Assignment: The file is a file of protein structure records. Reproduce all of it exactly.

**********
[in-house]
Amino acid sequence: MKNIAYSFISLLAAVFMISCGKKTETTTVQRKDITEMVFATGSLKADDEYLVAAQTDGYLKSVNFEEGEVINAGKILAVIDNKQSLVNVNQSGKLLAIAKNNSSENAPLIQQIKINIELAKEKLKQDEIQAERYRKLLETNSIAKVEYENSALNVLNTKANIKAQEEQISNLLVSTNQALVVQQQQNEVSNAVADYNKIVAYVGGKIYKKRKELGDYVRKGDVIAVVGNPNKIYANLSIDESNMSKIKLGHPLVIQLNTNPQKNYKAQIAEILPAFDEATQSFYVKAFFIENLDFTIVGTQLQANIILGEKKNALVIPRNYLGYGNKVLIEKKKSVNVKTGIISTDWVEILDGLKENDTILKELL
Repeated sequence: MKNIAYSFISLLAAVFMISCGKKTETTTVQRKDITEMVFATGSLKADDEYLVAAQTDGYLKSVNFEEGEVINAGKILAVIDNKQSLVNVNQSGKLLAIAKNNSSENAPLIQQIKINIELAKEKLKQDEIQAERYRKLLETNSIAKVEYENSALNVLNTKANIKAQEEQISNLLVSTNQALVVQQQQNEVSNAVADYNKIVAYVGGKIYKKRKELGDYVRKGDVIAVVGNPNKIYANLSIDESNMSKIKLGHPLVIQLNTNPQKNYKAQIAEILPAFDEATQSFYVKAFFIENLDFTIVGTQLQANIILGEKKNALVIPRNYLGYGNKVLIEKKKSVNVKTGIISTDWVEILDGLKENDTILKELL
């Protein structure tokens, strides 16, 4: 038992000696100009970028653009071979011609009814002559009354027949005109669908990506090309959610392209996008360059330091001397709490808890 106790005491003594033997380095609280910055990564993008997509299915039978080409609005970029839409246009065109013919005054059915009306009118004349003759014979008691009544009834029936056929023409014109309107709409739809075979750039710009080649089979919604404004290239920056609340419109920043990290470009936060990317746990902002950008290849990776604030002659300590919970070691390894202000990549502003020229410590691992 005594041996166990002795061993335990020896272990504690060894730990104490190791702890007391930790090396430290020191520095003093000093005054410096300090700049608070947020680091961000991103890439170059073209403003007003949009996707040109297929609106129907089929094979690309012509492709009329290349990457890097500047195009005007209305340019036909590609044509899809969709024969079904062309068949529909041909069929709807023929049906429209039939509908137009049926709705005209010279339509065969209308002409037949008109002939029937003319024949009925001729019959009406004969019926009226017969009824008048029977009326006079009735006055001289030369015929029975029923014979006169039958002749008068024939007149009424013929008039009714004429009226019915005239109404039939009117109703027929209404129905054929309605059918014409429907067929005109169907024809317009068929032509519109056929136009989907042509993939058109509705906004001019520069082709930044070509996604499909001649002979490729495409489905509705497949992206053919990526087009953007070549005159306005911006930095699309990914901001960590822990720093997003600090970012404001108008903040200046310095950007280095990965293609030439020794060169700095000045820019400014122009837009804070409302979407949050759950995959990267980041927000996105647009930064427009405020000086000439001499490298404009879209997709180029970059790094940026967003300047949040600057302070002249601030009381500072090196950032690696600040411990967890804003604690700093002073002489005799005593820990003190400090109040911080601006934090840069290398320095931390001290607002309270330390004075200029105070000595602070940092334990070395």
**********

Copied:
[in-house]
Amino acid sequence: MKNIAYSFISLLAAVFMISCGKKTETTTVQRKDITEMVFATGSLKADDEYLVAAQTDGYLKSVNFEEGEVINAGKILAVIDNKQSLVNVNQSGKLLAIAKNNSSENAPLIQQIKINIELAKEKLKQDEIQAERYRKLLETNSIAKVEYENSALNVLNTKANIKAQEEQISNLLVSTNQALVVQQQQNEVSNAVADYNKIVAYVGGKIYKKRKELGDYVRKGDVIAVVGNPNKIYANLSIDESNMSKIKLGHPLVIQLNTNPQKNYKAQIAEILPAFDEATQSFYVKAFFIENLDFTIVGTQLQANIILGEKKNALVIPRNYLGYGNKVLIEKKKSVNVKTGIISTDWVEILDGLKENDTILKELL
Repeated sequence: MKNIAYSFISLLAAVFMISCGKKTETTTVQRKDITEMVFATGSLKADDEYLVAAQTDGYLKSVNFEEGEVINAGKILAVIDNKQSLVNVNQSGKLLAIAKNNSSENAPLIQQIKINIELAKEKLKQDEIQAERYRKLLETNSIAKVEYENSALNVLNTKANIKAQEEQISNLLVSTNQALVVQQQQNEVSNAVADYNKIVAYVGGKIYKKRKELGDYVRKGDVIAVVGNPNKIYANLSIDESNMSKIKLGHPLVIQLNTNPQKNYKAQIAEILPAFDEATQSFYVKAFFIENLDFTIVGTQLQANIILGEKKNALVIPRNYLGYGNKVLIEKKKSVNVKTGIISTDWVEILDGLKENDTILKELL
């Protein structure tokens, strides 16, 4: 038992000696100009970028653009071979011609009814002559009354027949005109669908990506090309959610392209996008360059330091001397709490808890 106790005491003594033997380095609280910055990564993008997509299915039978080409609005970029839409246009065109013919005054059915009306009118004349003759014979008691009544009834029936056929023409014109309107709409739809075979750039710009080649089979919604404004290239920056609340419109920043990290470009936060990317746990902002950008290849990776604030002659300590919970070691390894202000990549502003020229410590691992 005594041996166990002795061993335990020896272990504690060894730990104490190791702890007391930790090396430290020191520095003093000093005054410096300090700049608070947020680091961000991103890439170059073209403003007003949009996707040109297929609106129907089929094979690309012509492709009329290349990457890097500047195009005007209305340019036909590609044509899809969709024969079904062309068949529909041909069929709807023929049906429209039939509908137009049926709705005209010279339509065969209308002409037949008109002939029937003319024949009925001729019959009406004969019926009226017969009824008048029977009326006079009735006055001289030369015929029975029923014979006169039958002749008068024939007149009424013929008039009714004429009226019915005239109404039939009117109703027929209404129905054929309605059918014409429907067929005109169907024809317009068929032509519109056929136009989907042509993939058109509705906004001019520069082709930044070509996604499909001649002979490729495409489905509705497949992206053919990526087009953007070549005159306005911006930095699309990914901001960590822990720093997003600090970012404001108008903040200046310095950007280095990965293609030439020794060169700095000045820019400014122009837009804070409302979407949050759950995959990267980041927000996105647009930064427009405020000086000439001499490298404009879209997709180029970059790094940026967003300047949040600057302070002249601030009381500072090196950032690696600040411990967890804003604690700093002073002489005799005593820990003190400090109040911080601006934090840069290398320095931390001290607002309270330390004075200029105070000595602070940092334990070395």